ACEYE’s mission is to promote entrepreneurship and free markets by influencing policies on the back of research, professional analysis, nurturing tutoring, advocacy and advisory services.
24th February 2020.
The Africa Centre for Entrepreneurship and Youth Empowerment is disturbed by the increasing endorsement by some Ghanaian legislators and political actors for some Members of Parliament to go unchallenged in party primaries, prior to the upcoming general elections, due their perceived experience.
The undemocratic phenomenon is not new to Ghana’s political environment but has in recent times become a matter of public discussion with some aspiring members of parliament expressing their frustrations in the media. It is unfortunate some political leaders through their show of opulence and political power have denied some aspirants the opportunity to pick and submit nomination forms.
The Speaker of the 7th Parliament has suggested, “There is no sin in being seasoned, long-standing Mugabe.
When you see Bagbin, Osei Kyei Mensah Bonsu and the others, you have to appreciate them rather. We are talking about performance, not just longevity by way of some rights but a person must perform. But merely being here for a long time is no sin at all.”
ACEYE understands the need for experienced legislators to contribute to national development. This view, however, should not be a justification for why these experienced members of parliament should not be contested in their party primaries. If their ideas through their constitutional mandate and engagement reflect on the hope and aspirations of the people and help society advance freely, is this not prudent for delegates in their various communities to make their own choices?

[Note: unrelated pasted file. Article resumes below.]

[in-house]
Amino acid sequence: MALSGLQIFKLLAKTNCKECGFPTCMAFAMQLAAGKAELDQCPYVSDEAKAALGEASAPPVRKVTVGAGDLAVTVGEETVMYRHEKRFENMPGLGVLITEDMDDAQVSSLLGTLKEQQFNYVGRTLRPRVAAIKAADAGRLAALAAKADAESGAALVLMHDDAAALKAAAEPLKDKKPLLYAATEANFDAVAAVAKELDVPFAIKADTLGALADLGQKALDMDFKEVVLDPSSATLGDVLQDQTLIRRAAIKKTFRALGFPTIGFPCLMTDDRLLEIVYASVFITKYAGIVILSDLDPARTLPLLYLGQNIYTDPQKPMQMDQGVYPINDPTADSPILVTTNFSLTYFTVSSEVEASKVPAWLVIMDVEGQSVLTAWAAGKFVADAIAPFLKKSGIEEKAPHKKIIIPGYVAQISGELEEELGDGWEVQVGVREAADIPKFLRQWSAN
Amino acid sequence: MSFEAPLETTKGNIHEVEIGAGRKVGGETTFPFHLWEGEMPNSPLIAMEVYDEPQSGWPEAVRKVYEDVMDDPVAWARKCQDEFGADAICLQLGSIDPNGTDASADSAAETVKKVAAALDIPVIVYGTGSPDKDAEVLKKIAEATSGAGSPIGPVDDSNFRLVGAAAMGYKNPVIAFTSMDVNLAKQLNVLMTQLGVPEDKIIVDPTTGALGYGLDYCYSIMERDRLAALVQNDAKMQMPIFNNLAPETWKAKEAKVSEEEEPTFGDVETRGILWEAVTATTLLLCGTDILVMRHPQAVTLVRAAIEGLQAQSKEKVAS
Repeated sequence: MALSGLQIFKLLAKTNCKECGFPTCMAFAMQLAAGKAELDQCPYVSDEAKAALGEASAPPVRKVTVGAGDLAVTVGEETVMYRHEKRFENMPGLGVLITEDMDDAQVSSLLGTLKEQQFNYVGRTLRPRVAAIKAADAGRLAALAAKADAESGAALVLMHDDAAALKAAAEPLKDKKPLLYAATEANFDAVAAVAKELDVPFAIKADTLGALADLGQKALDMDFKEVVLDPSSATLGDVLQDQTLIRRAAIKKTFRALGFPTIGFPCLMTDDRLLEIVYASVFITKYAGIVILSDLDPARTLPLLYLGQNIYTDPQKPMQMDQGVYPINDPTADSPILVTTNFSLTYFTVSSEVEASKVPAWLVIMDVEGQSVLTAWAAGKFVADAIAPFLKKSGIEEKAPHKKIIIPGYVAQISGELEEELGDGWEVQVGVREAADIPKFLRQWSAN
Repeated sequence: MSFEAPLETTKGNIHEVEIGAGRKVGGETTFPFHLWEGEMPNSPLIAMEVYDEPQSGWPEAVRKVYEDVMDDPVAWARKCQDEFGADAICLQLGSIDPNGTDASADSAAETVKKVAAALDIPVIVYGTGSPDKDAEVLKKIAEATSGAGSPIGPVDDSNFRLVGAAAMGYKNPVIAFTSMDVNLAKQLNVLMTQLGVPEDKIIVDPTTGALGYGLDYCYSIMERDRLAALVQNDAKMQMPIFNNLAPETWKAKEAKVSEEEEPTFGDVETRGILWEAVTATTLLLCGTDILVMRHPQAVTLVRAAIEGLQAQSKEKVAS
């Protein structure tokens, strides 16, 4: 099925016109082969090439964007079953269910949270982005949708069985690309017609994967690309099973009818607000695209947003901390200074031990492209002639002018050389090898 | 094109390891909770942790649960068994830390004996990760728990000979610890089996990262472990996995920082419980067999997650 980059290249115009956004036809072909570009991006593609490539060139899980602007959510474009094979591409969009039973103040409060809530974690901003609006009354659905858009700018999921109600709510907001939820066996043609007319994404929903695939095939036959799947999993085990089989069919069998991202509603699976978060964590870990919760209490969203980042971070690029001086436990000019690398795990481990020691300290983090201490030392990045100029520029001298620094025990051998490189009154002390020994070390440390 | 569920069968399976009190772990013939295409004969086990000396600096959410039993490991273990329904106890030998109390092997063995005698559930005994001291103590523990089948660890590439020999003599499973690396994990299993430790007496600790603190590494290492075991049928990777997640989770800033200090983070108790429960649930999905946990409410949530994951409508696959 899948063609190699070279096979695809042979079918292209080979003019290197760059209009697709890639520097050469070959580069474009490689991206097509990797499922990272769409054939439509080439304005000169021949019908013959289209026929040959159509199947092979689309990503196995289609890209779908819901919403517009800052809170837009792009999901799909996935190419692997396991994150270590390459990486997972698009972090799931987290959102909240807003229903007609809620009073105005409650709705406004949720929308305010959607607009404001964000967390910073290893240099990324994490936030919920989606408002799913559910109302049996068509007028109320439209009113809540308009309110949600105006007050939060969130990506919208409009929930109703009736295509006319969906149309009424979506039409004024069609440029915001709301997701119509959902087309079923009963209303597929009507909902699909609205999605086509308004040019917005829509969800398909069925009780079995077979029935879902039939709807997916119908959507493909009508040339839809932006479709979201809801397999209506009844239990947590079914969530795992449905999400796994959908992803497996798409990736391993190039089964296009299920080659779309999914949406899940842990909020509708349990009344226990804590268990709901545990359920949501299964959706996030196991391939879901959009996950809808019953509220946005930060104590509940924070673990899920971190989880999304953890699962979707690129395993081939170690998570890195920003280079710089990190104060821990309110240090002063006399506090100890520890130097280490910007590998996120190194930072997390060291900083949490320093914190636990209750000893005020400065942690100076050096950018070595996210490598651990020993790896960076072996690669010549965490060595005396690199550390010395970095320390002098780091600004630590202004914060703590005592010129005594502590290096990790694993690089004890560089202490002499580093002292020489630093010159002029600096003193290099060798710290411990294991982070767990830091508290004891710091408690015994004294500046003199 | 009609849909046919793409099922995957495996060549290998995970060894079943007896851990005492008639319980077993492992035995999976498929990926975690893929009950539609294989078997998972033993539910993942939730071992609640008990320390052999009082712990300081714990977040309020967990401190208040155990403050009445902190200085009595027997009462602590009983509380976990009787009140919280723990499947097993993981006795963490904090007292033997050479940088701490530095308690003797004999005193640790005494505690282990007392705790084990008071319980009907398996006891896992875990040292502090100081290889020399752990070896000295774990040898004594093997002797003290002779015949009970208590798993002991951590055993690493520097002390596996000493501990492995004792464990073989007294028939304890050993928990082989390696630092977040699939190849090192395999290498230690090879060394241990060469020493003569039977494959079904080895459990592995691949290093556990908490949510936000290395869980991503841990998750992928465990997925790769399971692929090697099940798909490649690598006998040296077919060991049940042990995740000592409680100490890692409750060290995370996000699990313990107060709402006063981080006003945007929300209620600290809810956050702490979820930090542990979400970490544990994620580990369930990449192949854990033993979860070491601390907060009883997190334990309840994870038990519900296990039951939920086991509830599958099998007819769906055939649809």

Moreover, who is best fit to determine the performance of a Member of Parliament – the people or leadership of political parties?
It needs emphasizing that a political space induced with vote-buying, protectionism and power vested in the hands of a few wealthy party bigwigs must be taken a second look at. This should be an area of concern to the health of Ghana’s democracy requiring immediate action in order to encourage more young and effective leaders capable of helping address the myriads of developmental challenges.
Since the ushering of democratic rule in 1992, the country’s governance system has chalked a number of successes. Thus, the immoderations and subtle tyranny, open ‘moneyocracy’ and abuse of power must be exorcised from our body-politic.
After all, what is the relevance of governance and politics if ordinary people who through democracy are empowered to govern themselves cannot do so through the party and national elections because of the vested interest of a few. because of a clause or a political system that prevents them.
ACEYE, therefore, calls on various political parties to ensure a free, competitive and transparent process that allows individuals to participate in the electoral process and also discourages monetization of politics.